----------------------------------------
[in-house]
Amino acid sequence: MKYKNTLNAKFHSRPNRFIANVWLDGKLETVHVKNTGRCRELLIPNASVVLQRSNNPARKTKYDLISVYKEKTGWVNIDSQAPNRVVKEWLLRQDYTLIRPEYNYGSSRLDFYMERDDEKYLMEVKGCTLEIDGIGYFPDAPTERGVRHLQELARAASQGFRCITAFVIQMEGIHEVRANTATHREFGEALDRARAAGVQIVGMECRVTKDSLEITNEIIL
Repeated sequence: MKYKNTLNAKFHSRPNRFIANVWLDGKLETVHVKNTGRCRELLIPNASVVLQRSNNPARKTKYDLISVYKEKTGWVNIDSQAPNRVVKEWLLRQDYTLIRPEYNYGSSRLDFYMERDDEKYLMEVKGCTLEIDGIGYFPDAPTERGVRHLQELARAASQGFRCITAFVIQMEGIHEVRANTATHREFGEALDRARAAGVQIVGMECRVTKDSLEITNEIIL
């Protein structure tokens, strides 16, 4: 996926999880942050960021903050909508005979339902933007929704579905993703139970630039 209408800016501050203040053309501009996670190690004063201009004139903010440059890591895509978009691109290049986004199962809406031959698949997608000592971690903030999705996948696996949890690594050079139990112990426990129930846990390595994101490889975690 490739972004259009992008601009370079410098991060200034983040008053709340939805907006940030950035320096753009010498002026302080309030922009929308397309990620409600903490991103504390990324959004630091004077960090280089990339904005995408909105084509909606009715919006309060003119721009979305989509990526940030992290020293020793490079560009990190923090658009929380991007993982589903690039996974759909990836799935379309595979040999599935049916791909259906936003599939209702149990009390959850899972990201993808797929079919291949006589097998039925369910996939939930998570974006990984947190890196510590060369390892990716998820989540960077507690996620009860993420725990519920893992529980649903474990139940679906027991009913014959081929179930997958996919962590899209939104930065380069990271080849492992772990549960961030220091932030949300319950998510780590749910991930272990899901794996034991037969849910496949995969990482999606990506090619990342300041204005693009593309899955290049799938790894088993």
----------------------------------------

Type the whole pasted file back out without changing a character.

[in-house]
Amino acid sequence: MKYKNTLNAKFHSRPNRFIANVWLDGKLETVHVKNTGRCRELLIPNASVVLQRSNNPARKTKYDLISVYKEKTGWVNIDSQAPNRVVKEWLLRQDYTLIRPEYNYGSSRLDFYMERDDEKYLMEVKGCTLEIDGIGYFPDAPTERGVRHLQELARAASQGFRCITAFVIQMEGIHEVRANTATHREFGEALDRARAAGVQIVGMECRVTKDSLEITNEIIL
Repeated sequence: MKYKNTLNAKFHSRPNRFIANVWLDGKLETVHVKNTGRCRELLIPNASVVLQRSNNPARKTKYDLISVYKEKTGWVNIDSQAPNRVVKEWLLRQDYTLIRPEYNYGSSRLDFYMERDDEKYLMEVKGCTLEIDGIGYFPDAPTERGVRHLQELARAASQGFRCITAFVIQMEGIHEVRANTATHREFGEALDRARAAGVQIVGMECRVTKDSLEITNEIIL
């Protein structure tokens, strides 16, 4: 996926999880942050960021903050909508005979339902933007929704579905993703139970630039 209408800016501050203040053309501009996670190690004063201009004139903010440059890591895509978009691109290049986004199962809406031959698949997608000592971690903030999705996948696996949890690594050079139990112990426990129930846990390595994101490889975690 490739972004259009992008601009370079410098991060200034983040008053709340939805907006940030950035320096753009010498002026302080309030922009929308397309990620409600903490991103504390990324959004630091004077960090280089990339904005995408909105084509909606009715919006309060003119721009979305989509990526940030992290020293020793490079560009990190923090658009929380991007993982589903690039996974759909990836799935379309595979040999599935049916791909259906936003599939209702149990009390959850899972990201993808797929079919291949006589097998039925369910996939939930998570974006990984947190890196510590060369390892990716998820989540960077507690996620009860993420725990519920893992529980649903474990139940679906027991009913014959081929179930997958996919962590899209939104930065380069990271080849492992772990549960961030220091932030949300319950998510780590749910991930272990899901794996034991037969849910496949995969990482999606990506090619990342300041204005693009593309899955290049799938790894088993």